#MeToo Revelations Have Made Workplace Romances Complicated For Employers

By Ally Marotti
Chicago Tribune

WWR Article Summary (tl;dr) As more women come forward with stories of sexual harassment in the workplace, the conversation about dating in the workplace is shifting.

Chicago Tribune

These days, office romances are full of paperwork.

Since the #MeToo movement caught fire last fall on social media, human resources expert Sharon Sellers said, there’s been an uptick in employers inquiring about so-called love contracts, which newly dating co-workers sign to assure their boss that everything is consensual. Employees tend to laugh at them, but they’re an employer’s way of reducing risk if the relationship sours, said Sellers, president of South Carolina-based consulting firm SLS Consulting.

Workplace romances have always been laced with the forbidden, be it by company policy or social taboo. But as more women come forward with stories of sexual harassment in the workplace, often at the hands of men at higher pay grades, the conversation about dating co-workers is shifting.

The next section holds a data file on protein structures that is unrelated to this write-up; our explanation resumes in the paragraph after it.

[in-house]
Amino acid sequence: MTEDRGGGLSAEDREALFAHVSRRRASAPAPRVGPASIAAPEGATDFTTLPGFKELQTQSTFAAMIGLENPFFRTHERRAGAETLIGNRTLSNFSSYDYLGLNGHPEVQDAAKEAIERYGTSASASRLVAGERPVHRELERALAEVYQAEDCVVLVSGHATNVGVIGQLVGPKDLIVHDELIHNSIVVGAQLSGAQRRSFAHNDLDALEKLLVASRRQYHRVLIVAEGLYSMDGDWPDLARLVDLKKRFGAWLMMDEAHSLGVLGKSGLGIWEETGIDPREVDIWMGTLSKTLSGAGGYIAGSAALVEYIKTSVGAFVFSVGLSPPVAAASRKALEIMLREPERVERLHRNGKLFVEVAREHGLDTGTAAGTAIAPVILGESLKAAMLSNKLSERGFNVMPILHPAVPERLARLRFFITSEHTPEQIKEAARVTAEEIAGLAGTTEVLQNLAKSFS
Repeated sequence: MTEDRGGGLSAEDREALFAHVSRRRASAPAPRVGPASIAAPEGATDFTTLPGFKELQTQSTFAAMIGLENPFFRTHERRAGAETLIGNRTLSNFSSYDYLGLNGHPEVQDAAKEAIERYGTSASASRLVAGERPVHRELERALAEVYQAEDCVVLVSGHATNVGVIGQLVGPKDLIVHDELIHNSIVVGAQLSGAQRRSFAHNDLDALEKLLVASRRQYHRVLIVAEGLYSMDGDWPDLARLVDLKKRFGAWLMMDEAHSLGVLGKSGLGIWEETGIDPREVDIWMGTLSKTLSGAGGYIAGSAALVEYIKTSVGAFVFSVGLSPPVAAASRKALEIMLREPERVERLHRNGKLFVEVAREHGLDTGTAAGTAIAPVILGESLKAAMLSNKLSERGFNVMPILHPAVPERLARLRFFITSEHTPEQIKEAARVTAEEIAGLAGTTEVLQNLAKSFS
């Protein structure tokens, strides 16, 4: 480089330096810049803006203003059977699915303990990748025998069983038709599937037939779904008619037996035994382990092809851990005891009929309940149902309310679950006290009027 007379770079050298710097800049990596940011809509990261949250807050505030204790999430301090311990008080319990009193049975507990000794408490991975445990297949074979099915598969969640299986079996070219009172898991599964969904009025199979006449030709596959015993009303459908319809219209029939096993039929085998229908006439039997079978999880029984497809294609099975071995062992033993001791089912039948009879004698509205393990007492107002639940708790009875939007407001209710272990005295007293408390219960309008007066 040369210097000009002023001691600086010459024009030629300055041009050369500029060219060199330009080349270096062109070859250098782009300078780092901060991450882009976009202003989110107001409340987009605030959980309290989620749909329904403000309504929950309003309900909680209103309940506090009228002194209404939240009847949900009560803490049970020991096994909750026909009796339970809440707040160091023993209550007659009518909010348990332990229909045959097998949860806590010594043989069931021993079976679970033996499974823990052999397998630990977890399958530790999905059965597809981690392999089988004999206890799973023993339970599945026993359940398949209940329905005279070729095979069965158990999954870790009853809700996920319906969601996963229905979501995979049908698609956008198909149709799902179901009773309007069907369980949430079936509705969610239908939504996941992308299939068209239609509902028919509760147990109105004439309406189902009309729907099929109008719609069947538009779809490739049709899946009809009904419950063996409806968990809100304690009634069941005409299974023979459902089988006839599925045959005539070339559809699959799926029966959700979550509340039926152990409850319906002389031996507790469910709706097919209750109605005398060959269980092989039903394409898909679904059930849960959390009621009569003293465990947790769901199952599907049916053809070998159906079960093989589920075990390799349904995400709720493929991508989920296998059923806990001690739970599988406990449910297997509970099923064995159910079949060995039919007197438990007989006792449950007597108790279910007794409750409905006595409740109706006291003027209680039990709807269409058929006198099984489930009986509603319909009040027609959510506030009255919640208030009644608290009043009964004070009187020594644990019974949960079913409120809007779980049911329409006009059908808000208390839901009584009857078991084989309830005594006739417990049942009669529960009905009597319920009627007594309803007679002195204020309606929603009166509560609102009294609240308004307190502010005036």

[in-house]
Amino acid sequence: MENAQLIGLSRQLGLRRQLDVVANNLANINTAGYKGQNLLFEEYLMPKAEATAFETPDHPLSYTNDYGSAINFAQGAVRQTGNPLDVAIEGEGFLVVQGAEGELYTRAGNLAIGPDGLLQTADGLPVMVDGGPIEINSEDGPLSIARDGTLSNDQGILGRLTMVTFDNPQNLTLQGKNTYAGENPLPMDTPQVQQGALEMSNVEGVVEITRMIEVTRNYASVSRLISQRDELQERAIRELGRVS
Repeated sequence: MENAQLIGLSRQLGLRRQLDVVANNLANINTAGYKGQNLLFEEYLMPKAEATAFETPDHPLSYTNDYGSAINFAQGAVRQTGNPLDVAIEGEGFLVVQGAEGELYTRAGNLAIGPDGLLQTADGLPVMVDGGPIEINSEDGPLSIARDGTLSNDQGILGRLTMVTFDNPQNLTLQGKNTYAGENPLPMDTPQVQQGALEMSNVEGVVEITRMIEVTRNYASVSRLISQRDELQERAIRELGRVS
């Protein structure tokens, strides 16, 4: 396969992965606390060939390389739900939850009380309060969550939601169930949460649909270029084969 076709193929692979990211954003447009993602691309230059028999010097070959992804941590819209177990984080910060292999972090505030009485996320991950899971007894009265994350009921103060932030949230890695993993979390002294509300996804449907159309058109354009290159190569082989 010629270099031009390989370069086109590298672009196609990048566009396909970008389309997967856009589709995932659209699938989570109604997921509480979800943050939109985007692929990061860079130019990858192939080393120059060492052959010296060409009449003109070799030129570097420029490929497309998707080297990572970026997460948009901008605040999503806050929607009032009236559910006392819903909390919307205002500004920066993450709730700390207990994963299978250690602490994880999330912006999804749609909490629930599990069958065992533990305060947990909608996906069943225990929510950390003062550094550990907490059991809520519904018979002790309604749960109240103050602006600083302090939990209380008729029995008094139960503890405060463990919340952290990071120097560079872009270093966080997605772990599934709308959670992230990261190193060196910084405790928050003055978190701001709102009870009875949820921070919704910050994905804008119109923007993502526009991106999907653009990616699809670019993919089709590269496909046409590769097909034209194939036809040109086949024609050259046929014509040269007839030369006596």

“It’s changing everyone’s perspectives,” said Andrew Challenger, vice president of outplacement firm Challenger, Gray & Christmas, which released a survey on workplace romance earlier this month. “(It used to be) laissez-faire, people can date who they want to date, but I think companies are realizing to create a safe environment for the employees, there needs to be some policing.”

It’s a delicate balance to strike, though, and banning relationships isn’t always the answer, Challenger said. When co-workers spend more waking hours at the office than at home, romances are bound to blossom. But some are also destined to fail.

Of the 150 human resource executives Challenger, Gray & Christmas surveyed in January, more than 60 percent said they’ve had to deal with a failed or inappropriate relationship at work. One-third ended in at least one person’s separation from the company.

Cafe Marie-Jeanne in the Humboldt Park neighborhood is fortunate, co-owner Mike Simmons said. He and his wife, co-owner Valerie Szafranski, haven’t had to deal with any co-worker relationships that have gone wrong since opening the restaurant in January 2016. The cafe has “a very hard-line ‘no’ policy” regarding harassment of any type — among co-workers and from guests.

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